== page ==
Looking at this image you might think that Finnish artist Janne Parviainen draped a kitchen with rope lights and then snapped a picture. In fact, he creates his images using single LED lights with which he "paints" a scene. So in this shot, the strands of white light that cover the surfaces were each individually drawn into the scene by Parviainen.
The artist also says that he never manipulates his images post-production, so all of the artistry takes place while the lens is open -- which can sometimes be as long as 55 minutes.
From the artist:
"The 'Guernica Now' photo is my modern-day version of Picasso's famous painting of the horrors of World War II. Picasso painted people and animals screaming the pain of war and chose black and white for the painting's colors to outline the numbing horror of war. What got me to do my version of Guernica was reading the new TTIP (Transatlantic Trade and Investment Partnership), an agreement that the USA and European Commission are dealing with at the moment behind closed doors. If the agreement takes place, it would endanger the sovereignty of the signatory states by allowing for a small circle of legal experts sitting in a foreign court of arbitration an unprecedented power to interpret and void the signatory states' legislation for the benefit of private corporations. Basicly after the TTIP takes place, the big corporations would make decicions over states at the cost of people's health and safety.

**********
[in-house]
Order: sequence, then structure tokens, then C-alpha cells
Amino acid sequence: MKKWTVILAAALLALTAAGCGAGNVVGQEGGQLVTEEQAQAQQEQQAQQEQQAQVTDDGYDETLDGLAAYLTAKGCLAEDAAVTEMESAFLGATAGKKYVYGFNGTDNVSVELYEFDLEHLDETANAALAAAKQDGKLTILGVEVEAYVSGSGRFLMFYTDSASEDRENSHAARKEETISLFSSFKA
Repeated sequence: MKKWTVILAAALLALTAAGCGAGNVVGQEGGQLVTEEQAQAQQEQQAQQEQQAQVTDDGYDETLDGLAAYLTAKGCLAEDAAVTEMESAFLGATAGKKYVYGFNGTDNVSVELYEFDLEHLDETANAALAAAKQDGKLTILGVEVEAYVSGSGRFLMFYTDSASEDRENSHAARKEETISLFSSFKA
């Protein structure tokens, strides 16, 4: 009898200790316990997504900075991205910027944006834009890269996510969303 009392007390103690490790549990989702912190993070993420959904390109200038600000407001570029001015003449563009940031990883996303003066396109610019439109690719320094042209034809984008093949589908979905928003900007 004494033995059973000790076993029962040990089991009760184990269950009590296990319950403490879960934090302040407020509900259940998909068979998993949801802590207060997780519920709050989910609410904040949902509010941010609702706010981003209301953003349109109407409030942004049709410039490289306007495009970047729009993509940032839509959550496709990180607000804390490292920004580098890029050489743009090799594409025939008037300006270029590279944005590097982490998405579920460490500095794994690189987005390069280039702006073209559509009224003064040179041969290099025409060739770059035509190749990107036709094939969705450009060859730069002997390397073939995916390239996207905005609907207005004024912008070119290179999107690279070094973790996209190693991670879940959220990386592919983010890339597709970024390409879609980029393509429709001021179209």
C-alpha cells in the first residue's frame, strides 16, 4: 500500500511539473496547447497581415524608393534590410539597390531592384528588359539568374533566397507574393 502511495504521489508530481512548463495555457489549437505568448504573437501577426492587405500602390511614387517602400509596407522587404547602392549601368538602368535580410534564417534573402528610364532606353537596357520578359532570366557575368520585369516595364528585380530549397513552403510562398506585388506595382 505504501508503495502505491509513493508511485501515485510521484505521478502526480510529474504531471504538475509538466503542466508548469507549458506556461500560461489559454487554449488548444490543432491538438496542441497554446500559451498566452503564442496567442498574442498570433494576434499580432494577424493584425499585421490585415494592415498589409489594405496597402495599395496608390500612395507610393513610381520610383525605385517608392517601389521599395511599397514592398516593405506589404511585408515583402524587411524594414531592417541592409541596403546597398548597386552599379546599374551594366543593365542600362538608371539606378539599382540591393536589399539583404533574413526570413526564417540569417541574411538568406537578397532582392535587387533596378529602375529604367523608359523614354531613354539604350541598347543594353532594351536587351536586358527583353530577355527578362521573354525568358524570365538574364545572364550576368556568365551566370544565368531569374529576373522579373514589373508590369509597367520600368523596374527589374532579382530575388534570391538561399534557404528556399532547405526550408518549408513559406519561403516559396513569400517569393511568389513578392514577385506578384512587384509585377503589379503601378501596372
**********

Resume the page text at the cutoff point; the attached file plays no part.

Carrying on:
"I found that information deeply worrying and wanted to make my own version of Guernica set in today's world where endless greed seems to rule over every human right. In my Guernica you find people suffering the [poverty] and the collapsing markets, working underpaid in horrific conditions and falling to the ground abused and homeless. I also wanted to make the version abstract and in black and white to keep the similarities to Picasso's painting. I used different-colored LED lights in order to create different levels of gray in the photo. The exposure time for the photo was 44 minutes."